Speaking at a campaign stop in a north Toronto on Friday, Hudak said the situation looks "awfully fishy."
"This is an agency that has received millions of dollars of grants from the McGuinty government," said Hudak. "Their books say they're running a deficit, but somehow they find the money to do expensive TV ads."
The Ontario Sustainable Energy Association launched two 30-second television ads Friday which, according to the company, profile "the strengths and benefits of an Ontario-made green energy economy."
The ads, which cost just under $200,000 to produce, were "100 per cent paid for by membership money" raised through fundraising, the agency said.
One of the ads ends with a call for viewers to "support those who support the Green Energy and Economy Act" -- legislation which was brought in by the Liberal government in 2009.
But the association's executive director maintains the ads were about a policy issue and weren't intended to tell Ontarians how to vote on Oct. 6.
"We're non partisan," Kristopher Stevens said in an interview, adding that OSEA had been advocating sustainable energy policies for a decade, long before green government programs came in.
"The awareness about the legislation was really what our objective was, to help people really understand that this is important," he said.
The Tories however, are looking to scrap main elements of the Green Energy Act by killing the feed-in tariff system and cancelling a $7-billion Samsung deal for wind and solar energy components. The feed-in tariff system offers stable prices under long-term contracts for renewable energy.
The NDP, meanwhile, has pledged to maintain the feed-in tariff program.
McGuinty, who was in Windsor visiting a plant which makes wind turbine parts, brushed off Tory jabs over the ads and said he was satisfied with OSEA's explanation.
"They're telling us that they didn't use that money for those purposes and I accept that," he said.
"We've got all kinds of organizations around the province that are committed to the democratic process and are getting involved in one way or another. I think that's a good thing. I think that's a healthy thing."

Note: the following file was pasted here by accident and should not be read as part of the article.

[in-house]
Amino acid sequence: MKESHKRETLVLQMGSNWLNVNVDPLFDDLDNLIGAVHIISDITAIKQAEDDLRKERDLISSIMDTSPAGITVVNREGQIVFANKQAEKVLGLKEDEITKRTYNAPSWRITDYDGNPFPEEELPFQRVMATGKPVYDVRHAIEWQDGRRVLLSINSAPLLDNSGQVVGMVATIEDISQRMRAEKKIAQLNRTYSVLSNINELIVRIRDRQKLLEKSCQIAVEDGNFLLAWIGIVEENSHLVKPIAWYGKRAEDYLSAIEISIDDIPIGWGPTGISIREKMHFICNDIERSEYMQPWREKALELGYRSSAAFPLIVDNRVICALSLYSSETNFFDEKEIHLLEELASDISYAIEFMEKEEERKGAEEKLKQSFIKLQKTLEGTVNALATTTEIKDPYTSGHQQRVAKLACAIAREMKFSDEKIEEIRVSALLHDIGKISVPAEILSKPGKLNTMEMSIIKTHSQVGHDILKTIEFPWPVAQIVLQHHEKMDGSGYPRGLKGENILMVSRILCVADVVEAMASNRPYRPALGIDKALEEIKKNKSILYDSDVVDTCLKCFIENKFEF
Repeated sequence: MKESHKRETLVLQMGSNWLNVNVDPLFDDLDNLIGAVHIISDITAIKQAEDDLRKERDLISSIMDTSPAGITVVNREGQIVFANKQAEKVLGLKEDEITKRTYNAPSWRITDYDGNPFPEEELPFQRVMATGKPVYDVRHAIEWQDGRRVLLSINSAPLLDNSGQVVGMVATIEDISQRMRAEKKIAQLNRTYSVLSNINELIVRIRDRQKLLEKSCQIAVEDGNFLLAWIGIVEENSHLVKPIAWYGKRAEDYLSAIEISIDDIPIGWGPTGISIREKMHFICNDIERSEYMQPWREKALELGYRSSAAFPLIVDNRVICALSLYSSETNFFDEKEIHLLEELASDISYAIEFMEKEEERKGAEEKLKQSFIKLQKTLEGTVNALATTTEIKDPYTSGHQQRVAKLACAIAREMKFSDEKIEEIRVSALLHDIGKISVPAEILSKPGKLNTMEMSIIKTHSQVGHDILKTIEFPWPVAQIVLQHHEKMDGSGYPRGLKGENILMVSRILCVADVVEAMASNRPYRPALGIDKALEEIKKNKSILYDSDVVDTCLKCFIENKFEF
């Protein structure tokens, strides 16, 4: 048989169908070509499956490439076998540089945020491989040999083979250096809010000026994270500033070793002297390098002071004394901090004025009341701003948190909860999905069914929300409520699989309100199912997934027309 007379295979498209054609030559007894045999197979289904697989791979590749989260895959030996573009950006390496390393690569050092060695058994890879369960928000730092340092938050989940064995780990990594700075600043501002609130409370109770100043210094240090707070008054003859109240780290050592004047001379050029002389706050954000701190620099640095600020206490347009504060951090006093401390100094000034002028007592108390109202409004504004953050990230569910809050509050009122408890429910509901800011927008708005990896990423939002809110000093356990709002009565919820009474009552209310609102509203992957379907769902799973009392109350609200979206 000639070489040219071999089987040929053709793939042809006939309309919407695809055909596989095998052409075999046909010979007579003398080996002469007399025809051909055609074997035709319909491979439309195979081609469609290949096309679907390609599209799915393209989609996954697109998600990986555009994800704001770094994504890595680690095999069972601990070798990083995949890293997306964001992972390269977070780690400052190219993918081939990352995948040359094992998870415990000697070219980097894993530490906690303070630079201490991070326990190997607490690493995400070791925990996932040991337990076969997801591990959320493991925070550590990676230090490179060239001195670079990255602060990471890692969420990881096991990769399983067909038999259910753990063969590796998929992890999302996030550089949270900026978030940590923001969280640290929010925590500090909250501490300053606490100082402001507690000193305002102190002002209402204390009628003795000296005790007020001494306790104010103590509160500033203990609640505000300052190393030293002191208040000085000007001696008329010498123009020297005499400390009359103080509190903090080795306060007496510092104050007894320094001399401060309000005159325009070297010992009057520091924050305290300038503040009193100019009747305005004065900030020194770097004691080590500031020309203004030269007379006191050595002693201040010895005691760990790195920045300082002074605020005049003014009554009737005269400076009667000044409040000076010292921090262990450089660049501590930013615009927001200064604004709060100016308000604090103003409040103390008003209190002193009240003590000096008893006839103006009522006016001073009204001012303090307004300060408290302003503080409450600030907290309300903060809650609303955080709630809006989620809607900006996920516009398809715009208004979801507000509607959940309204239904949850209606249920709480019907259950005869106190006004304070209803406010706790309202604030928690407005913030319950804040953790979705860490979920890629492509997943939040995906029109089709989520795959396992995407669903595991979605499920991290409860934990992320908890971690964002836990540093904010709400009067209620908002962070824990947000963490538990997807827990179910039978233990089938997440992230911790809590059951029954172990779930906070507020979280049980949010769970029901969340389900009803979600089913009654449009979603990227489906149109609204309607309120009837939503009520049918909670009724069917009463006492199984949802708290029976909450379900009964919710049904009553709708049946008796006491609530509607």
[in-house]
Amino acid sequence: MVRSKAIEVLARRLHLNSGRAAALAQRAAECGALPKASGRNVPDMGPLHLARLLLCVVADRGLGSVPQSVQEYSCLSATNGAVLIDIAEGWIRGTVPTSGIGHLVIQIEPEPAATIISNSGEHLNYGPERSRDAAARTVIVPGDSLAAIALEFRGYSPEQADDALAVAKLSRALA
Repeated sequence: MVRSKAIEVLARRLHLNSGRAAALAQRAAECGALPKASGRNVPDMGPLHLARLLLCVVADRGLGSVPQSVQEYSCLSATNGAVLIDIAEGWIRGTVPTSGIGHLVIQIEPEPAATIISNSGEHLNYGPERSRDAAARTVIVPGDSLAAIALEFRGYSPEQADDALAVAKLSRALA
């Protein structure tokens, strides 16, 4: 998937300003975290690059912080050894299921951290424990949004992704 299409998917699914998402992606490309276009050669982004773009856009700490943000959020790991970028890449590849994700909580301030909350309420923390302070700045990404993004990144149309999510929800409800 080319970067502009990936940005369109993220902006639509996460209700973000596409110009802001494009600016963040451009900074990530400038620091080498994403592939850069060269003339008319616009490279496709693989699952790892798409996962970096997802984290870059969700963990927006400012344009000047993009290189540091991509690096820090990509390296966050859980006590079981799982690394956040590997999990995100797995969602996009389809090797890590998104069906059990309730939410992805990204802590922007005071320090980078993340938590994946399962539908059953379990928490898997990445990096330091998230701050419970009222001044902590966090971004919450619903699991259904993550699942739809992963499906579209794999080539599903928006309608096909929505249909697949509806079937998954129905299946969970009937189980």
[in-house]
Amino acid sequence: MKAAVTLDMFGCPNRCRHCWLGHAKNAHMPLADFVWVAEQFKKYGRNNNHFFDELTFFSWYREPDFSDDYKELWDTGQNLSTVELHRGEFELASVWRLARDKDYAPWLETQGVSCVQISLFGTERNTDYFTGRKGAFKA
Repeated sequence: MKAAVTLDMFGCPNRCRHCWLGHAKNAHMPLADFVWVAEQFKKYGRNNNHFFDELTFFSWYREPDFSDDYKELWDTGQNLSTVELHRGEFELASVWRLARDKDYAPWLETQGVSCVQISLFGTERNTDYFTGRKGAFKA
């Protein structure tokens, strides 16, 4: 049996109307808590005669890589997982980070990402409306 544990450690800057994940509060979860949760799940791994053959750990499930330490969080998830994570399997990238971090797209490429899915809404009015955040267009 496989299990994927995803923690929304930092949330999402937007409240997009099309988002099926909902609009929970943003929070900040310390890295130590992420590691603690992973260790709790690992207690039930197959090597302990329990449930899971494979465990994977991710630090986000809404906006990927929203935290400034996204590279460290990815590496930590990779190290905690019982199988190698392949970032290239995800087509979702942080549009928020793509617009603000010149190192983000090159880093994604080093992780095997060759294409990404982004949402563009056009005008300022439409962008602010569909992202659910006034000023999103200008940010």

But a riled up Hudak repeatedly called on McGuinty to explain how much money his government had given the agency, just when he found out about the ads, and what connections the agency had with the Liberal party.
"I think Dalton McGuinty has a lot of questions to answer about what he knew about this and how much of public money that he gave them in grants is now going into ads to promote the Liberal party," Hudak said. "It's wrong."
Hudak hasn't promised to launch an official complaint but said his party is "looking into the details."
He said a complaint against the Liberals on this issue should come from ordinary voters.
Both OSEA ads carry a printed disclaimer which appears at the bottom of the screen towards the end saying the advertisement "refers to renewable energy public policy and does not endorse any particular party or candidate."
The association -- which expects to get a quarter of its funding from government grants this year -- has received money from the Ontario agriculture ministry and the energy ministry in the past.
It also posted a deficit of nearly $130,390 in its last fiscal update.
The two ads are set to run until Oct. 4 on CTV stations in Ottawa, Peterborough, Toronto, Hamilton, Barrie, Sault Ste. Marie, Sudbury and North Bay.
The agency has no plans to change them or register with Elections Ontario as a third party advertiser despite the Tory attacks as it maintains it isn't endorsing a particular party or candidate.
Third-party election advertisers spending $500 or more must register with the Chief Electoral Officer and disclose all ad spending and the identity of contributors who've donated more than $100.
Meanwhile, the Liberals pointed out Friday afternoon that another green energy group had aligned itself with the PCs but hadn't registered as a third party advertiser.
Wind Concerns Ontario, which calls itself an umbrella coalition of 57 grassroots citizen's groups, sends a "Vote Hudak" message on its website but it wasn't clear if the group had spent enough on any advertising to qualify as a third party advertiser.